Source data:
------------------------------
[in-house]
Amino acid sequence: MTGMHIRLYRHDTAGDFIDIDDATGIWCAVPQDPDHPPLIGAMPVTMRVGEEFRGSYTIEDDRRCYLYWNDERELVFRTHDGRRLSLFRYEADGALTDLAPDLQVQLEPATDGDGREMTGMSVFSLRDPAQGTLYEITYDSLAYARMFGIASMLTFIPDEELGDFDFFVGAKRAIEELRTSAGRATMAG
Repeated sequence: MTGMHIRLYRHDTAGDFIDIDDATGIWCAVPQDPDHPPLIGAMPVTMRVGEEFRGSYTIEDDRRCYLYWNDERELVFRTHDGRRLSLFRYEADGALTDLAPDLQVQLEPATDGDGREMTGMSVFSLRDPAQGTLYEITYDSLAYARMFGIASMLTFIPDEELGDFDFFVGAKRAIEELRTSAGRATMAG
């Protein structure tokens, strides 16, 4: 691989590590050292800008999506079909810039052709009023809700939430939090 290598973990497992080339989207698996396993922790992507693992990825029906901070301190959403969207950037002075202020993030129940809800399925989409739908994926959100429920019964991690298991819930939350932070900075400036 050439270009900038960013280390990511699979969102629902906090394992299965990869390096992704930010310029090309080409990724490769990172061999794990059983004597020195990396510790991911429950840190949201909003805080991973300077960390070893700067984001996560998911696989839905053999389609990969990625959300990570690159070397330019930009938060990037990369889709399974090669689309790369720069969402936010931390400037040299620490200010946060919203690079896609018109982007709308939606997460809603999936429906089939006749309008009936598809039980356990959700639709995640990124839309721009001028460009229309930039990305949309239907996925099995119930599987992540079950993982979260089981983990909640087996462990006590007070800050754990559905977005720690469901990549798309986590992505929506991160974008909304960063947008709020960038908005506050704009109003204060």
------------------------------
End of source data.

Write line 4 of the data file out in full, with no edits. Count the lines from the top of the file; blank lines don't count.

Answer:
């Protein structure tokens, strides 16, 4: 691989590590050292800008999506079909810039052709009023809700939430939090 290598973990497992080339989207698996396993922790992507693992990825029906901070301190959403969207950037002075202020993030129940809800399925989409739908994926959100429920019964991690298991819930939350932070900075400036 050439270009900038960013280390990511699979969102629902906090394992299965990869390096992704930010310029090309080409990724490769990172061999794990059983004597020195990396510790991911429950840190949201909003805080991973300077960390070893700067984001996560998911696989839905053999389609990969990625959300990570690159070397330019930009938060990037990369889709399974090669689309790369720069969402936010931390400037040299620490200010946060919203690079896609018109982007709308939606997460809603999936429906089939006749309008009936598809039980356990959700639709995640990124839309721009001028460009229309930039990305949309239907996925099995119930599987992540079950993982979260089981983990909640087996462990006590007070800050754990559905977005720690469901990549798309986590992505929506991160974008909304960063947008709020960038908005506050704009109003204060």